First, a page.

So, I don’t really have anything on the needles currently. I guess there’s one small thing–another Cherry Pie Dishcloth–but I just cast that on to use up some yarn and to be a more portable project. It’s a little over a third of the way done:


It’s really a darker blue than it looks in the pic. I guess it should be a Blueberry Pie Dishcloth instead!

I read this amazing story on Ravelry about a knitter who often finds yarn at thrift stores in her area. She recently found close to a dozen full skeins of madelinetosh yarn for less than $3 each. So, I was inspired to go to a thrift store near where I live that I’d never gone to before, just to poke around and see what was there. I found a few skeins of yarn, but it was all acrylic. I bought them anyway as they were really cheap and would be fine for some cool decor patterns I have on deck. I also found at least a few yards of some wonderfully hideous material:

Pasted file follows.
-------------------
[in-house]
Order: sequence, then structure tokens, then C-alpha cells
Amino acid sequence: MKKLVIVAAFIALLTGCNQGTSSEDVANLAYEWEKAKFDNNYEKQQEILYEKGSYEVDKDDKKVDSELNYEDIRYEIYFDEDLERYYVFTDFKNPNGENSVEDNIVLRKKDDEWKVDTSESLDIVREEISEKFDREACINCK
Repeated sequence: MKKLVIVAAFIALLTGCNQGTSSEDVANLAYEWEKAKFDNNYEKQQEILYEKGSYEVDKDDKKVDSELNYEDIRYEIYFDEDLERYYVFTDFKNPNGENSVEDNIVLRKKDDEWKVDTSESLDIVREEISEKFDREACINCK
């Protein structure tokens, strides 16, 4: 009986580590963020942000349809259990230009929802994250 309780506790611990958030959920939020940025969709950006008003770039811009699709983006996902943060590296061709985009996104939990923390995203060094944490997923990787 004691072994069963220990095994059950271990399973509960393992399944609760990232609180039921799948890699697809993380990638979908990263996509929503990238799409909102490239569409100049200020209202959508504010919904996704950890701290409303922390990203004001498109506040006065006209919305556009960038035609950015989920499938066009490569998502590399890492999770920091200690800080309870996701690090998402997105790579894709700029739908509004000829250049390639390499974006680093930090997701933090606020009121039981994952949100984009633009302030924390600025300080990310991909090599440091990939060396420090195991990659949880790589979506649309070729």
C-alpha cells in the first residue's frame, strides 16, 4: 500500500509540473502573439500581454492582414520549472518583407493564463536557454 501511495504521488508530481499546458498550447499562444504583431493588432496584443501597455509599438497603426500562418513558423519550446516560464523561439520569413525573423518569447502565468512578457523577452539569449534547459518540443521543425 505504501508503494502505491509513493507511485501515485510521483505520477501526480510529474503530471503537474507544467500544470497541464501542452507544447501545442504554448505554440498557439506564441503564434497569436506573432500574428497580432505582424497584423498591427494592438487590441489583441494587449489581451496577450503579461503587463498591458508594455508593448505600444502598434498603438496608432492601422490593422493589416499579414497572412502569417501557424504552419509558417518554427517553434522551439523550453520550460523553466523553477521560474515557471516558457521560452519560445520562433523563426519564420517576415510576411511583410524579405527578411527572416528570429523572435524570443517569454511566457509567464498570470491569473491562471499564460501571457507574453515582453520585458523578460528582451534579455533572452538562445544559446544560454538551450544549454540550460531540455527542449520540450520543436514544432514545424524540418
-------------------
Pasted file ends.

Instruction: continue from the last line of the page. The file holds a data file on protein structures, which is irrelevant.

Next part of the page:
The amazing thing about this is that my mom made two comforters out of this same print for my brothers, probably before I was born. The other side of each comforter had an animal print on it. I remember those comforters from when I was a kid, so when I saw this pattern I almost couldn’t believe it. I have no idea what I’m going to do with it yet, but it absolutely had to come home with me despite the wifey’s protests. I love it!

Hopefully soon I will have before and after blocking pics to post!